The disproportionate impact of abortion restrictions on Latinas doesn’t end with teen pregnancy. A new study published in JAMA Internal Medicine shows that there have been over 26,000 rape-related pregnancies in Texas since the near-total abortion ban was introduced. Texas now accounts for 43% of rape-related pregnancies reported in the entire country because it doesn’t allow abortions in cases of rape or incest.

This directly contradicts Governor Greg Abbott’s pledge to eliminate rape and his claim to support rape victims with immediate access to health care. Emergency contraception like the Plan B pill may be available over the counter, but it’s not accessible for low-income Texans, including Latinas. It’s also not 100% effective, and it’s not a one-size-fits-all solution. In other words, emergency contraception doesn’t substitute abortion in the way many seem to believe.

The same study also showed that, since Row v. Wade was overturned in 2022, 519,980 girls and women of reproductive age have been raped. 1 in 10 of them have become pregnant. However, there are less than 10 abortions per month in states with abortion restrictions and bans.

That means that the vast majority of rape victims have no access to abortion services or emergency contraception, not even in states that claim to have rape exceptions. To say that this causes more trauma for rape survivors is an understatement. They’re stripped of their agency once more, this time by the system, which prevents them from making informed decisions about their rape-related pregnancies.

The Impact of Abortion Bans on Mental Health

There are 50 years' worth of international psychological research that indicates that having an abortion is not associated with mental health problems. On the contrary, restricted access to safe abortions leads to physical and mental health issues. The Turnaway Study offers proof of that. It was published in 2017 and they followed the outcomes of 1000 women from 30 abortion clinics around the country for 5 years.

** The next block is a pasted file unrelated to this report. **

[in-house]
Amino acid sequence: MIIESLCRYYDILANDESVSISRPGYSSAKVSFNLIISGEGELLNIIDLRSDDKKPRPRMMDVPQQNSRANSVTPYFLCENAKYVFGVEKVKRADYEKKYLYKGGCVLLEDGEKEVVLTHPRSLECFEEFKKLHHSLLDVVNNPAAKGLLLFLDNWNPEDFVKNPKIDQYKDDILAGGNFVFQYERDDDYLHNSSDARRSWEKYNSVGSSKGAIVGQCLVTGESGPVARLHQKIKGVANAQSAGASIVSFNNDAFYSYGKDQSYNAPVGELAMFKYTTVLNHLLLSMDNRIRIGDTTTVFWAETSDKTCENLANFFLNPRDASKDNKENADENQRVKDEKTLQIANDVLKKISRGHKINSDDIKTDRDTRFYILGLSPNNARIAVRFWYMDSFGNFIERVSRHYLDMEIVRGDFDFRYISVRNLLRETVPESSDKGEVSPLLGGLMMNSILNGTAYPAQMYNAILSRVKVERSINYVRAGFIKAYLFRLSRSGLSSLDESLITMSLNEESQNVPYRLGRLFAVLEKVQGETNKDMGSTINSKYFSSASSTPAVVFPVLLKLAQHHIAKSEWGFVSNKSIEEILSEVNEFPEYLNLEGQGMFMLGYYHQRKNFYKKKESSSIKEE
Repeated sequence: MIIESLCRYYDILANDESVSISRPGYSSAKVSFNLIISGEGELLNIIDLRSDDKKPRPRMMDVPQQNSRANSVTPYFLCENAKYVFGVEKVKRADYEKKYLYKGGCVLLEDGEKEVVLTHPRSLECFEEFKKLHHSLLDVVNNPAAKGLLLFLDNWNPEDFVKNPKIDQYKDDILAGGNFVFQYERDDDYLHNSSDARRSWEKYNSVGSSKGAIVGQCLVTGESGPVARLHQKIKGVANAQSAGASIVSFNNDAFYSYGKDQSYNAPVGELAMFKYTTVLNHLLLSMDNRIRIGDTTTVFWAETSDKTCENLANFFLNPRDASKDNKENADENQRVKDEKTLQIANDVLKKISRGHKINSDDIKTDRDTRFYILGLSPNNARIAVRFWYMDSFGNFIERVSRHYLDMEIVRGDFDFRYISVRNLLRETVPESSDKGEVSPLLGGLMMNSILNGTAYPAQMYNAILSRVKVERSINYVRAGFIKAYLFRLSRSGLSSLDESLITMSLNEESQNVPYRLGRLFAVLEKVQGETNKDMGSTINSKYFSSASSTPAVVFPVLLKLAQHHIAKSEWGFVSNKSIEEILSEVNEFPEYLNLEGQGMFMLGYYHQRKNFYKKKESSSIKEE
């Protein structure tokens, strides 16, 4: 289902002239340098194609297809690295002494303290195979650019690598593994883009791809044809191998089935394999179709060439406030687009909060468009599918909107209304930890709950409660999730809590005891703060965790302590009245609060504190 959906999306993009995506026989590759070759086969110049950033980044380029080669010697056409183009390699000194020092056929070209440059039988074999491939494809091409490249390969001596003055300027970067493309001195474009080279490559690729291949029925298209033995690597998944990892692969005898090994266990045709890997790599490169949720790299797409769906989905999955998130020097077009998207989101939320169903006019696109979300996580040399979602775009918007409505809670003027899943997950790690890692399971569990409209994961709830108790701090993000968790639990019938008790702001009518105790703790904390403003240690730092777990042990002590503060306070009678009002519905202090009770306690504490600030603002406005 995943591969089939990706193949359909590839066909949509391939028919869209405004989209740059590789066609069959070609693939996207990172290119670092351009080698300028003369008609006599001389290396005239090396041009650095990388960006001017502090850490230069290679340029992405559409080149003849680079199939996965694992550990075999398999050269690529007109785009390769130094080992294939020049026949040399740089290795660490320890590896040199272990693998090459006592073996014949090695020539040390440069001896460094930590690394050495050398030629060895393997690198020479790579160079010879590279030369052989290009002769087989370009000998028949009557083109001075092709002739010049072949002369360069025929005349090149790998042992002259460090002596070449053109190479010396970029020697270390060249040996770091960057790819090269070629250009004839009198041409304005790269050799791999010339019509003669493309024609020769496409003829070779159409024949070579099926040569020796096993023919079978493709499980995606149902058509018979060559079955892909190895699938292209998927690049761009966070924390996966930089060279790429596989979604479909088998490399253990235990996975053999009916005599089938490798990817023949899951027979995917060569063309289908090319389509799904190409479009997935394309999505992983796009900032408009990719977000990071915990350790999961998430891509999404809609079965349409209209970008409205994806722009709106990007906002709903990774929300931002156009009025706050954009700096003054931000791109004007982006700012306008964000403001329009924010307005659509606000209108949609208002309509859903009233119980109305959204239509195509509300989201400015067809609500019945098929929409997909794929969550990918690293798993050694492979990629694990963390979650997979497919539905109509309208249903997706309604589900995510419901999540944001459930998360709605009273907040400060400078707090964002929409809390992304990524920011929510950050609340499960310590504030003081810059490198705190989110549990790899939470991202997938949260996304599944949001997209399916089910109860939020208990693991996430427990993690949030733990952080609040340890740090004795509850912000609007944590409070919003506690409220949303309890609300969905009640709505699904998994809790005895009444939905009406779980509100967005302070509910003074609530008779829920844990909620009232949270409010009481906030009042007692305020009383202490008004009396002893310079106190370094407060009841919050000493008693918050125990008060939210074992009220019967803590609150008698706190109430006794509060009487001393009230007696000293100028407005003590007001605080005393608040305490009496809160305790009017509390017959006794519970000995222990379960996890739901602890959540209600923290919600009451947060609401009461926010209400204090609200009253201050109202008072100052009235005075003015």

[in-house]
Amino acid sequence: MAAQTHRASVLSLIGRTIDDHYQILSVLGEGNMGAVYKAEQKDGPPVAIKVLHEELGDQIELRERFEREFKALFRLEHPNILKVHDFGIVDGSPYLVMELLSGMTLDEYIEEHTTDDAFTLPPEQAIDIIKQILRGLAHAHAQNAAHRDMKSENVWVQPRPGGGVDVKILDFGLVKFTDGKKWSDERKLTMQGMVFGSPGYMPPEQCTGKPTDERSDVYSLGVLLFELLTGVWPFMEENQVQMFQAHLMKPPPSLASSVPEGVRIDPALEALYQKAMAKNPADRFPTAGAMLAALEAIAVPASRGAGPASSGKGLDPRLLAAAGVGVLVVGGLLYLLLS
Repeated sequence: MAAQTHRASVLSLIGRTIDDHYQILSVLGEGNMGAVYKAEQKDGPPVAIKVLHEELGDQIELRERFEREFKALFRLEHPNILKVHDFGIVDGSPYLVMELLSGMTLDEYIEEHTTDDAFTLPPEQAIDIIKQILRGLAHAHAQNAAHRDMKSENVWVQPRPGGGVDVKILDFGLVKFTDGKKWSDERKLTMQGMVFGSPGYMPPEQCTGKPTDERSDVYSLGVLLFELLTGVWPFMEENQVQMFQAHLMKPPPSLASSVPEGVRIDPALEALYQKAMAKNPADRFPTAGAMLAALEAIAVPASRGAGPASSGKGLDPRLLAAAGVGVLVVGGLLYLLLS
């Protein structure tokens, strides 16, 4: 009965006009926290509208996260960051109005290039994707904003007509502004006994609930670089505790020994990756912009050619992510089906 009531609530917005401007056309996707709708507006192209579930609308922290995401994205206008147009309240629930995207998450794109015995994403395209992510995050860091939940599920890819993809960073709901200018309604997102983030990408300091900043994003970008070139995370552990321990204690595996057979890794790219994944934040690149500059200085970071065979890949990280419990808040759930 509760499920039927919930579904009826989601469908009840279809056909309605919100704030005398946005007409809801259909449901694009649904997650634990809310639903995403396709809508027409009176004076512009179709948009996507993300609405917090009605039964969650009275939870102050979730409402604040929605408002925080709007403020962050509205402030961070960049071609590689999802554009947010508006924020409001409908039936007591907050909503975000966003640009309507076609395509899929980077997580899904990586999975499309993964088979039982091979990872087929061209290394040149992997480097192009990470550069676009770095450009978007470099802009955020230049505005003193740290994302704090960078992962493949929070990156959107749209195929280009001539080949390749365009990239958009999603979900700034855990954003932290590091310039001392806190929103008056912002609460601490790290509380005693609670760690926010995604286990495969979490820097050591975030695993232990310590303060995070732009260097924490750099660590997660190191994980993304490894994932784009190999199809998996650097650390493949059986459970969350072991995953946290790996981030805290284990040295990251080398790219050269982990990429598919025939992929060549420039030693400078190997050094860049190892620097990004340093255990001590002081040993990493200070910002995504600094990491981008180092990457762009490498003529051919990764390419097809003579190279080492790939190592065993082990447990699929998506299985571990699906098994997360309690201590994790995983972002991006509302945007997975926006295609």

The study showed that, when abortions were denied, women reported more anxiety symptoms, stress, lower self-esteem, and lower life satisfaction compared to those who received an abortion. Women proceeding with unwanted pregnancies faced physical health problems, economic hardships, and were more likely to stay linked to a violent partner or raise children alone.

This is the reality of every single Latina who was denied their right to abortion in the state of Texas, many of them being teenagers. When looking at numbers on paper, it may be difficult to fully grasp the magnitude of the issue. But every number is a story and a life forever changed by the inability to access legal and safe abortion.

This is what fuels the fire of reproductive rights activists, and it’s also why supporting movements like Women’s March and initiatives like the Arizona Abortion Access Act is not only important but vital for the Latino community. Other funds to support include Jane's Due Process, which helps young people gain access to abortion and reproductive health support, and Fund Texas Choice, which provides travel assistance to women who have to flee the state of Texas to obtain reproductive health access.